Tesla Crushes Records, Wall Street Expects More — Miracles?



Published on January 3rd, 2019 |
by Zachary Shahan

January 3rd, 2019 by Zachary Shahan 

I have to admit, it’s pretty hilarious sometimes to see how Wall Street responds to Tesla news. It’s also hilarious to see the wild and ridiculous nonsense some Tesla [TSLA] short sellers or professional trolls spout. I understand that people live in different internet and ideological bubbles these days, but still, the degree to which some grumbling, mumbling critics grumble and mumble about Tesla (and CleanTechnica) cracks me up from time to time.

I’ll go back really far before jumping to this week. Back in early 2013, a series of Tesla stories came out that made me think Tesla had a really strong year or two ahead of it. I mean, I expected more than a strong year or two, but that timeframe seemed so obviously solid that betting against the company seemed totally idiotic. I was confused why the stock price didn’t soar. But it did a few months later.

Wall Street hasn’t broken its pattern much since then. Tesla has great news, Elon Musk explains why its great, and the market doesn’t respond. Months later, the market wakes up and you get the expected results — but with all kinds of wild roller coasters in the middle.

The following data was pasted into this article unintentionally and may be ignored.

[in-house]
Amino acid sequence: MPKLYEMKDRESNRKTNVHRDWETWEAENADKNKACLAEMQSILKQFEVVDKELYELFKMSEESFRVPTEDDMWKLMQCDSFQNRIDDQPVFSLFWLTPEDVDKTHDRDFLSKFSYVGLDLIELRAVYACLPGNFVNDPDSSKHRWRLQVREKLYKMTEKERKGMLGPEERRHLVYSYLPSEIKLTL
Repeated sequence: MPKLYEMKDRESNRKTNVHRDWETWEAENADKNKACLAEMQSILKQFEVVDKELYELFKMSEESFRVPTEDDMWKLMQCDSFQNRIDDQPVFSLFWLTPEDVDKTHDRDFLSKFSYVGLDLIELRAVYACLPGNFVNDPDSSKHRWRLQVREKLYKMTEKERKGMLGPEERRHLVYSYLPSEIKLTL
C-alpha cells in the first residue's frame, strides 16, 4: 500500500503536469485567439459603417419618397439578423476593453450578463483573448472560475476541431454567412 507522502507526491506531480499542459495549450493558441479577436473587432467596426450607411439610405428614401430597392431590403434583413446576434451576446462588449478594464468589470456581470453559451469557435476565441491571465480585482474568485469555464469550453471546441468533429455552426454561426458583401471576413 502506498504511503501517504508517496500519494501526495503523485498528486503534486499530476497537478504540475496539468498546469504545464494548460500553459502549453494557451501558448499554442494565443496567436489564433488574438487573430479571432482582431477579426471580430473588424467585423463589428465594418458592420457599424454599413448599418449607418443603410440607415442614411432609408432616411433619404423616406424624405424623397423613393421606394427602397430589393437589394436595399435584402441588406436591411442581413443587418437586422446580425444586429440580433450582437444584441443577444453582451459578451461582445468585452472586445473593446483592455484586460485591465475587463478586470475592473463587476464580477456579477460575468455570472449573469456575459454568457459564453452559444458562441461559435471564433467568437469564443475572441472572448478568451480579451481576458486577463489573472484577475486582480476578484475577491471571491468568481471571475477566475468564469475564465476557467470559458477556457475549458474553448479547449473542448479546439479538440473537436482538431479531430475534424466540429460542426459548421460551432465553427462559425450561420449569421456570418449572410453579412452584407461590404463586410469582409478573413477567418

The Tesla stock story this week is another funny one to me. Tesla absolutely crushed 2017’s numbers, solidly destroyed the 3rd quarter of 2018’s numbers in the 4th quarter, and verified what was probably the most dramatic growth in the history of the auto industry. Yet, Wall Street decided it wasn’t enough — no miracles in this soup! — and dropped the stock price down a few notches. I don’t really care personally — I’m in for the long haul and expect to see the kind of long-term climbs like we’ve seen with Amazon, Apple, and Google in the past. But I do find it both hilarious and crazy.